As far as I can recall, every job I have had in my career failed to fully appreciate the concept of ‘mental health’. Sure, there have been previous co-workers and managers who listened to me, supported me when I needed it, and surely escalated issues when required. However, in the moments where life pressures became just purely unbearable and where I needed an outlet at work to talk through the anxiety and find a solution, I failed to find one. I could not find the balance of being open about personal conflict, dealing with work tasks, and still being a productive individual that contributed to my company’s overall mission.
When I was 16, working in my local public library as an AV Helper (assisting patrons to use Microsoft Word and something called the Internet) back in 2004, I dealt with a lot of personal stress. High school loves, family pressures, and being a teenager to name a few. I came into work one day and was glum. My co-worker, who I thought of as a friend, took me aside and said: “You need to stop moping around and get it together. Leave all your personal stress outside those doors, because frankly, no one cares.” And for the next 14 years, that is exactly what I did.
As a society, we condition ourselves not to speak about our worries or stress at the workplace for various reasons.
We may want to keep that part of us private to the working environment. We may not think it is professional to speak about them, or that sharing this side of us may be perceived as weak or suggest we are incapable of handling our workload. Or even worse, that we are incompetent. The truth is there may be a million reasons why not to have mental health conversations.
However, many of us have now seen the impact of COVID-19 and how it has affected friends and colleagues, as well as the anxiety it has created around our own physical safety. While this crisis may not be resolved anytime soon, leaders across organizations can be upfront in discussing how they deal with their day-to-day work pressures, and how they are maintaining a work-life balance that suits their needs. Why is this important? As leaders, we hold a pivotal spot in our organization in terms of setting an example – an old but still prevalent standard to abide by. How do we do that in this day and age?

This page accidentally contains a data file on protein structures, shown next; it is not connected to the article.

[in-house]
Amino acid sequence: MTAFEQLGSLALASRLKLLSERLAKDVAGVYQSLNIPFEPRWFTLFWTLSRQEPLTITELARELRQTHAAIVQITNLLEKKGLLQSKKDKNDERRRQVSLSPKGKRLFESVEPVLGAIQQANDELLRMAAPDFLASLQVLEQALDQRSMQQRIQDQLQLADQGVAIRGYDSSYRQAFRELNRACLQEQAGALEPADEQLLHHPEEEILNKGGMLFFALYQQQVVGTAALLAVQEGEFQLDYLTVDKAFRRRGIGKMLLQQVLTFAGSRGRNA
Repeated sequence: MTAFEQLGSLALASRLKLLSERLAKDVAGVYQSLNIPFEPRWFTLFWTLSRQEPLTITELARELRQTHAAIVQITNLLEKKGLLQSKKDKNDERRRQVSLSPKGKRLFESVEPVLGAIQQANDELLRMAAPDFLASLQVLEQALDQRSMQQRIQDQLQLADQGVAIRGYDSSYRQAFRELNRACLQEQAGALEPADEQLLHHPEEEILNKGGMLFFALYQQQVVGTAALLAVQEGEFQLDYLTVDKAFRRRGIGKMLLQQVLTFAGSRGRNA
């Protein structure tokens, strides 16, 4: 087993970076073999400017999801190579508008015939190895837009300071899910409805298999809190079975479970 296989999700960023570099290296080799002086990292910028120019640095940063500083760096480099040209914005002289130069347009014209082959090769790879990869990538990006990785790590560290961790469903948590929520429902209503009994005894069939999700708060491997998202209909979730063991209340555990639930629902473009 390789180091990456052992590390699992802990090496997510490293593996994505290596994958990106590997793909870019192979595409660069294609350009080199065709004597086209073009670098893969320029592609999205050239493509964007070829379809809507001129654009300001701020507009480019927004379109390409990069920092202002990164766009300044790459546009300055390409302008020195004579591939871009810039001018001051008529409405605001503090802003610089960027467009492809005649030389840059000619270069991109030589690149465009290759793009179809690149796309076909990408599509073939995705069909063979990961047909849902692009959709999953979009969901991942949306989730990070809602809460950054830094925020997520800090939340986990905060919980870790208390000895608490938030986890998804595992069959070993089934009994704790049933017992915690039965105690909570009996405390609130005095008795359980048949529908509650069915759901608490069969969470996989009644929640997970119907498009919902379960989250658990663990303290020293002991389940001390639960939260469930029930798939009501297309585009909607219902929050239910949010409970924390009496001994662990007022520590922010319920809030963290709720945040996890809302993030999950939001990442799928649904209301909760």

Lead by empathy. Be vulnerable.
As an emotionally intelligent leader, I use vulnerability as a strength – not a weakness. I draw upon my experiences to forge genuine connections with my teams and acknowledge the low moments that affect my day-to-day. Being open about our insecurities can foster an environment of growth and mutual trust between a leader and their colleagues. Once that trust is established, teams can truly flourish and drive innovation. The defensive armor has been taken off and a bold new working environment is established where people can bring their true selves to work.
I do not want suggest leadership must expose all the skeletons in their personal closet. Rather, my intention is to dispel the cliché of successful leadership being predicated on ego and a façade of invulnerability. It is not the optimal way to engage your team, nor does it create a culture where mental health is perceived in positive manner, now or in the future.
We have seen many examples across industries of senior leadership communicating their support for employees during these tumultuous times. As important as this is, it is even more impactful if a leader shares their own story in relation to mental health and how they have coped. That honesty becomes an instant connection point with employees. By implementing a regular series involving different leaders speaking about their unique narratives, then you can create a space for further meaningful conversations.
Embrace the Change
Creating a culture shift in any organization can be challenging, and this is particularly true when it comes to mental health issues due to their perceived negative associations. It demands more than a one-time conversation if employees are to open up and break down their own internal barriers. For that to be successful, make these conversations a part of team meetings and 1:1s. You can even create mental health ‘office hours’ to truly drive the message home, whereby employees can book 1:1 time to discuss any issues they may have, free from judgement. Leverage existing support channels such as HR and highlight your Employee Assistance Programs where applicable. These are all important steps that can change the overall perception of mental health within your company over a consistent period of time.
The necessity of leadership driven by empathy and understanding has increased over the years and continues to do so. As leaders deliberate on how to create a positive mental health culture within their companies, it is vital to design a blueprint that is not merely tactical for this current pandemic. Create a strategy that is sustainable. Encourage your young leaders to be transparent and imperfect. More importantly, remember that being vulnerable is not a weakness, and we should not suppress our feelings of shame, anxiety, or fear—because it takes away from our joy, our happiness, and our success.